Installing Debian 3.0 (woody) with Adaptec HostRAID support


Imagine my excitement, two new servers to install, both with dual 2.4GHz Xeon processors and 2GB’s of RAM – based on the Intel® Server Board SE7501WV2. This motherboard has a SCSI subsystem based on the Adaptec AIC-7902 controller which in turn has Adaptect HostRAID support built in. Just what I needed, the servers were supplied with pairs of 36GB hard disks and as they were to be installed in a mission critical role hardware RAID 1 (mirroring) would be perfect.

So I booted up the first server, “Ctl-A’d” into the Adaptec BIOS, turned on HostRAID support and created a RAID 1 array adding both disks to it. The controller took about 15 minutes so do it RAID building magic.

I use Debian and assumed that this SCSI controller would be covered by the generic “aic7xxx” Linux driver. After booting with the install CD this proved not to be the case – teach me to take these things for granted. After a minimal amount of research I discovered that infact there was a seperate driver for the AIC-79xx controller that was added to the Linux 2.4.x kernel tree around version 2.4.21. The document Technical Information on the Boot Floppies gave me all the information I needed on bulding a custom boot floppy for the install. I download the latest kernel source (2.4.22), configured a minimal kernel with AIC-79xx support compiled in, copied it onto my recue boot floppy and booted . . .

The kernel booted ok, but failed to detect the slightest sniff of the Adaptec controller. I scratched my head a bit and then download the latest realease of the driver from the Adaptec website and recompiled the kernel using that. Still no luck. I started wondering if the SCSI controller in the first server was faulty so I booted up the second server and low and behold the host adapter and both hard drives were detected.

My triumph was short lived as I quickly realised that I hadn’t enable HostRAID support in the Adaptec BIOS of this server. After doing so the SCSI adapter vanished from view. Damn !. After a bit more research I discovered posts from other people with the same problem as me and I also discovered a number of responses to these posts telling me that HostRAID support was not supported under Linux. That wasn’t what Intel claim in their documentation – admitedly they only support RedHat 8.0, but hey, I’d just recompile for the kernel I was using – right ?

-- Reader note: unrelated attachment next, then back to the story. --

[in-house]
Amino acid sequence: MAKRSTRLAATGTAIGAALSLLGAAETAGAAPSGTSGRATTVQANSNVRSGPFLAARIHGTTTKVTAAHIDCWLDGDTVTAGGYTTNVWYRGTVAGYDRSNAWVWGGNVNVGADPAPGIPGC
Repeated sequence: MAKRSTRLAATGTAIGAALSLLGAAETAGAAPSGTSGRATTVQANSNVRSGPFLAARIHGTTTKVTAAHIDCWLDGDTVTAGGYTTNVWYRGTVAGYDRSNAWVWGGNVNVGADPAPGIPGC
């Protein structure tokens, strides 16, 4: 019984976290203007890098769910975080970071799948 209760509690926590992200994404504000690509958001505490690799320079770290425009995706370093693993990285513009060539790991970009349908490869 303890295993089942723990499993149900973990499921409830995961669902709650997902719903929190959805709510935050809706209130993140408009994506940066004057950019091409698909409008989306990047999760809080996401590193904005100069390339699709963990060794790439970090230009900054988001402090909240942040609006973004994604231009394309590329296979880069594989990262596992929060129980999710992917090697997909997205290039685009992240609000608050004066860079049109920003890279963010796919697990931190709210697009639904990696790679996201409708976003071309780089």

Wrong ! the drivers from Intel come as a .exe file which when run unpack onto a floppy creating a RedHat 8.0 drivers disk containing 3 versions of the module a320raid.o.These modules only work with RedHat 8.0 kernels 2.4.18-14-i686, 2.4.18-14BOOT-i386 and 2.4.18-14smp-i686. Hmmm – I found it odd that I had not come across these drivers earlier during my initial search of the internet. Then I found an interesting post on the Adaptec Linux – SCSI forum:

Re: Linux HostRAID driver exists???

Posted by Leon Toh [Leon] on Sep 23 2003 20:28

At this point of time Adaptec does not have any plan to release a HostRAID driver support for Linux support due to various legal constraint.

The Host RAID driver which is available for download from Intel site only work with RH 8 release and this is license specificly for Intel release. Furthermore you have to approach Intel for support if you decided to use this driver in RH 8.

It is intended for the use of ASR 2120 and ASR 2200 controllers if RAID feature is require under Linux.

I have no idea where Leon got his information from or whether he represents Adaptec or Intel or is just an interested 3rd party. His information however is all I have been able to find on the subject so I had to accept that any solution would have to involve RedHat 8.0 kernel 2.4.18-14 and the a320raid.o module provided by Intel.